Research is active on the patent pending technology titled, “Mechanical Membrane for the Separation of a Paramagnetic Constituent from a Fluid.” This invention is available for licensing and/or further collaborative research from the U.S. Department of Energy’s National Energy Technology Laboratory.
In spite of its established role in reliably providing high-throughput, high-purity oxygen for gasification, cryogenic distillation-based air separation is costly and energy-intensive to operate. The process accounts for up to 15% of the total gasification plant capital cost, and consumes a major portion of in-plant power use. Other oxygen supply technologies, such as pressure swing adsorption and polymeric membranes, are available but cannot provide oxygen at a high enough purity (>95%) for gasification or are only commercially viable on a small scale.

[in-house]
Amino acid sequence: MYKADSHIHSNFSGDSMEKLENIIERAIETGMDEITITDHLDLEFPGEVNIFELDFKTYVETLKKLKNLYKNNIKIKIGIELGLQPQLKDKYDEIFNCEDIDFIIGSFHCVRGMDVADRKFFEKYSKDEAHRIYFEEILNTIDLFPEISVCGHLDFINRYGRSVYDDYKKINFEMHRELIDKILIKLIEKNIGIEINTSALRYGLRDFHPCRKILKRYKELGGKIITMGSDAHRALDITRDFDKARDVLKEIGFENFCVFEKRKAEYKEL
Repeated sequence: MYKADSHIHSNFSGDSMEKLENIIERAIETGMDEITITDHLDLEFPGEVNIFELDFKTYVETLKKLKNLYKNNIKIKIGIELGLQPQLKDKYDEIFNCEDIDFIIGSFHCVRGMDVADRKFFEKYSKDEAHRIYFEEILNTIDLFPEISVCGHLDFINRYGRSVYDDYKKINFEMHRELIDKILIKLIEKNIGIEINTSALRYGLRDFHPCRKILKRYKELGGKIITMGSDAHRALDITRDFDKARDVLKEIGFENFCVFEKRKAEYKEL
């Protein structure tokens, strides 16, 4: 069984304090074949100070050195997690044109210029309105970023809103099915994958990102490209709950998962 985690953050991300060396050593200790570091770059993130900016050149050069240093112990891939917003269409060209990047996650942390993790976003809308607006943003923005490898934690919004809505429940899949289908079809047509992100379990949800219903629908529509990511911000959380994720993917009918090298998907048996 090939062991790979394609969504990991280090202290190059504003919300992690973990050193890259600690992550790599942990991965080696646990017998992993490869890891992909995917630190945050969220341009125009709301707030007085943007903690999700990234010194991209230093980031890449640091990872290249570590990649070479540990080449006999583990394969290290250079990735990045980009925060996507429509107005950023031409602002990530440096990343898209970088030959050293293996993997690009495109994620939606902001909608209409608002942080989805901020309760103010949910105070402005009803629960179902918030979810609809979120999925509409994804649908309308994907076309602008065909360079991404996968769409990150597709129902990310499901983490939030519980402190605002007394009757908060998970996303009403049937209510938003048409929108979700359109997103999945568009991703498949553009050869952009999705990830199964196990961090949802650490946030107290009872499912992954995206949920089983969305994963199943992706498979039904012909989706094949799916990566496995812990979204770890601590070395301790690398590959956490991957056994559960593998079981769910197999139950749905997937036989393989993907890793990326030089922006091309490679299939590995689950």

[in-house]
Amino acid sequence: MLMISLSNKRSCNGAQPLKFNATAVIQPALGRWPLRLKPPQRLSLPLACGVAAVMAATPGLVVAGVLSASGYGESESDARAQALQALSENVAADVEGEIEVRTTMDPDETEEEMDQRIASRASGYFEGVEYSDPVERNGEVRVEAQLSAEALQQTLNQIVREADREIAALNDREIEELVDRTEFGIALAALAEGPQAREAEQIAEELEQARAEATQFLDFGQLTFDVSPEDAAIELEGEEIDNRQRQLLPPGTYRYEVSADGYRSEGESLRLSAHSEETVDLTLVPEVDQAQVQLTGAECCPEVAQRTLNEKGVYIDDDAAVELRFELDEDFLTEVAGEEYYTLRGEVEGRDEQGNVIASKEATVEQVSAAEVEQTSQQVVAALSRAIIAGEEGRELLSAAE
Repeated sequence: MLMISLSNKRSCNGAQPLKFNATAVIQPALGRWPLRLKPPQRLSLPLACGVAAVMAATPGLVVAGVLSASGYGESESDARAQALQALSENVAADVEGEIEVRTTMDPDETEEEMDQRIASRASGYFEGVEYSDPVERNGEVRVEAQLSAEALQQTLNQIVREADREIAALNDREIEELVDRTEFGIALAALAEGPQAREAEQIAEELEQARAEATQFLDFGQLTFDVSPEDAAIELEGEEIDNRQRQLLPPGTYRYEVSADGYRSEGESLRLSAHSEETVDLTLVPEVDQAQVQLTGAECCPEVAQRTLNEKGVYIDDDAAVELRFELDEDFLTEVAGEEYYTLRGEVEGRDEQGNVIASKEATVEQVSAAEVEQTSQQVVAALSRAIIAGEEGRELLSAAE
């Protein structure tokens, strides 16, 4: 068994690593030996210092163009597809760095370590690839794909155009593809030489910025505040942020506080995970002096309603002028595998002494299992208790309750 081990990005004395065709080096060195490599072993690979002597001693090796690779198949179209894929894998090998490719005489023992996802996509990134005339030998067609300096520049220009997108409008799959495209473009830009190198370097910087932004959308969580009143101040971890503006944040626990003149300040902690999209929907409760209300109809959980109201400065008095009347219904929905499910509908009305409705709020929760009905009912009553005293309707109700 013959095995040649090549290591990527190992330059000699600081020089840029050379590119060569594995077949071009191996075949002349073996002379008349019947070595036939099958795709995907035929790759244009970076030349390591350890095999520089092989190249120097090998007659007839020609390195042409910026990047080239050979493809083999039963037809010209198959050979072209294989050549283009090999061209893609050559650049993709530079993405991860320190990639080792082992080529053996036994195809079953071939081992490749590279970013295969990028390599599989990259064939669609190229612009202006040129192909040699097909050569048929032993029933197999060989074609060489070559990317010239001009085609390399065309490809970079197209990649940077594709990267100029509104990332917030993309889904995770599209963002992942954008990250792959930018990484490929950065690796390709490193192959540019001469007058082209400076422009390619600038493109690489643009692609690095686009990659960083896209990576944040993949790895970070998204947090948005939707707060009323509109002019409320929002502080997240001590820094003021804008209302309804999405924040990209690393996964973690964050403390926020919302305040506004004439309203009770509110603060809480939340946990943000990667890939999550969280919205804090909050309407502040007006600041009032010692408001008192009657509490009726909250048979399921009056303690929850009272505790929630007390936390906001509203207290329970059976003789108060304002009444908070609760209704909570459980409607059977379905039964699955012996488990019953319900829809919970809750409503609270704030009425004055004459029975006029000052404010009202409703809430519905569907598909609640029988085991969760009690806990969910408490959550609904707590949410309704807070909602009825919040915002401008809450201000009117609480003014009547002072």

Since the first cryogenic oxygen production patent issued to Carl Von Linde in 1903, the technology has been refined through engineering configuration and optimized for greatest economic efficiency. However, given the current limitations for further improvements in the efficiency of cryogenic air separation plants the development of technology that would significantly lower its costs is unlikely. Based on the current state of technology, there is great incentive to develop new approaches for oxygen separation.
This invention describes the application of mechanical membranes for the separation of oxygen from air at ambient temperatures. The membranes are composed of multiple pores having magnetic regions that augment a magnetic field on one side of the pore structure while reducing the magnetic field on the opposite side of the pore. The technology enables the large-scale exploitation of the differences in magnetic susceptibilities between a paramagnetic component such as oxygen which is attracted toward the magnetic pore field and diamagnetic components such as nitrogen, which are repelled. This method is anticipated to overcome the limitations of current separation methods allowing for energy efficient separation of highly purified oxygen.